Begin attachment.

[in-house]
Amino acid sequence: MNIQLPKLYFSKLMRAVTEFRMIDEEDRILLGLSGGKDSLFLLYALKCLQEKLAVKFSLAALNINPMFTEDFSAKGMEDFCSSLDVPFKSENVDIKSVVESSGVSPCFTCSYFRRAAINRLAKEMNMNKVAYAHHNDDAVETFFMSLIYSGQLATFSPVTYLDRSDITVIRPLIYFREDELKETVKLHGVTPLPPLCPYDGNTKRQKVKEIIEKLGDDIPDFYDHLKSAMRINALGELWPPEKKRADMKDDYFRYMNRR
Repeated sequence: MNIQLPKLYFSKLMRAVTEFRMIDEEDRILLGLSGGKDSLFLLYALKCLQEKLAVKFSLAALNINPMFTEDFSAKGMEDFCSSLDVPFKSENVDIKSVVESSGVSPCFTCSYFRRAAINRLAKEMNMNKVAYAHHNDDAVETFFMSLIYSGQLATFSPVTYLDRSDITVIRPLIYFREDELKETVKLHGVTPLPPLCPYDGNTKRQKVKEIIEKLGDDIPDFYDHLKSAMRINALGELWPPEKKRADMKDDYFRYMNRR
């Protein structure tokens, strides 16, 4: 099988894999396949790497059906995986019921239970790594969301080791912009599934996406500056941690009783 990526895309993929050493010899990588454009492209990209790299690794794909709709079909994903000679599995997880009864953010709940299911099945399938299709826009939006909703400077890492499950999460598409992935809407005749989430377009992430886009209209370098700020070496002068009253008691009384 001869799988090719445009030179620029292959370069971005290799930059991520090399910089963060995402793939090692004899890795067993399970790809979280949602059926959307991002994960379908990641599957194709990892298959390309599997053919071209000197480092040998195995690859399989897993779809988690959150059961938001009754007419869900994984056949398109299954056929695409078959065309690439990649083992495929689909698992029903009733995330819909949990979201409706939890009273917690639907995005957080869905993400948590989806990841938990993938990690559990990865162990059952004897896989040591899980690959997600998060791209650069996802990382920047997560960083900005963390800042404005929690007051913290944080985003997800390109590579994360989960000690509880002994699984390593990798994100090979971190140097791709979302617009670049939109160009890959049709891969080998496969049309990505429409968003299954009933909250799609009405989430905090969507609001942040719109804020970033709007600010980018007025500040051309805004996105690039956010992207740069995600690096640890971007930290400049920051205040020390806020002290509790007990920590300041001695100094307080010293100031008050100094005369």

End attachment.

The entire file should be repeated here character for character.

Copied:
[in-house]
Amino acid sequence: MNIQLPKLYFSKLMRAVTEFRMIDEEDRILLGLSGGKDSLFLLYALKCLQEKLAVKFSLAALNINPMFTEDFSAKGMEDFCSSLDVPFKSENVDIKSVVESSGVSPCFTCSYFRRAAINRLAKEMNMNKVAYAHHNDDAVETFFMSLIYSGQLATFSPVTYLDRSDITVIRPLIYFREDELKETVKLHGVTPLPPLCPYDGNTKRQKVKEIIEKLGDDIPDFYDHLKSAMRINALGELWPPEKKRADMKDDYFRYMNRR
Repeated sequence: MNIQLPKLYFSKLMRAVTEFRMIDEEDRILLGLSGGKDSLFLLYALKCLQEKLAVKFSLAALNINPMFTEDFSAKGMEDFCSSLDVPFKSENVDIKSVVESSGVSPCFTCSYFRRAAINRLAKEMNMNKVAYAHHNDDAVETFFMSLIYSGQLATFSPVTYLDRSDITVIRPLIYFREDELKETVKLHGVTPLPPLCPYDGNTKRQKVKEIIEKLGDDIPDFYDHLKSAMRINALGELWPPEKKRADMKDDYFRYMNRR
């Protein structure tokens, strides 16, 4: 099988894999396949790497059906995986019921239970790594969301080791912009599934996406500056941690009783 990526895309993929050493010899990588454009492209990209790299690794794909709709079909994903000679599995997880009864953010709940299911099945399938299709826009939006909703400077890492499950999460598409992935809407005749989430377009992430886009209209370098700020070496002068009253008691009384 001869799988090719445009030179620029292959370069971005290799930059991520090399910089963060995402793939090692004899890795067993399970790809979280949602059926959307991002994960379908990641599957194709990892298959390309599997053919071209000197480092040998195995690859399989897993779809988690959150059961938001009754007419869900994984056949398109299954056929695409078959065309690439990649083992495929689909698992029903009733995330819909949990979201409706939890009273917690639907995005957080869905993400948590989806990841938990993938990690559990990865162990059952004897896989040591899980690959997600998060791209650069996802990382920047997560960083900005963390800042404005929690007051913290944080985003997800390109590579994360989960000690509880002994699984390593990798994100090979971190140097791709979302617009670049939109160009890959049709891969080998496969049309990505429409968003299954009933909250799609009405989430905090969507609001942040719109804020970033709007600010980018007025500040051309805004996105690039956010992207740069995600690096640890971007930290400049920051205040020390806020002290509790007990920590300041001695100094307080010293100031008050100094005369």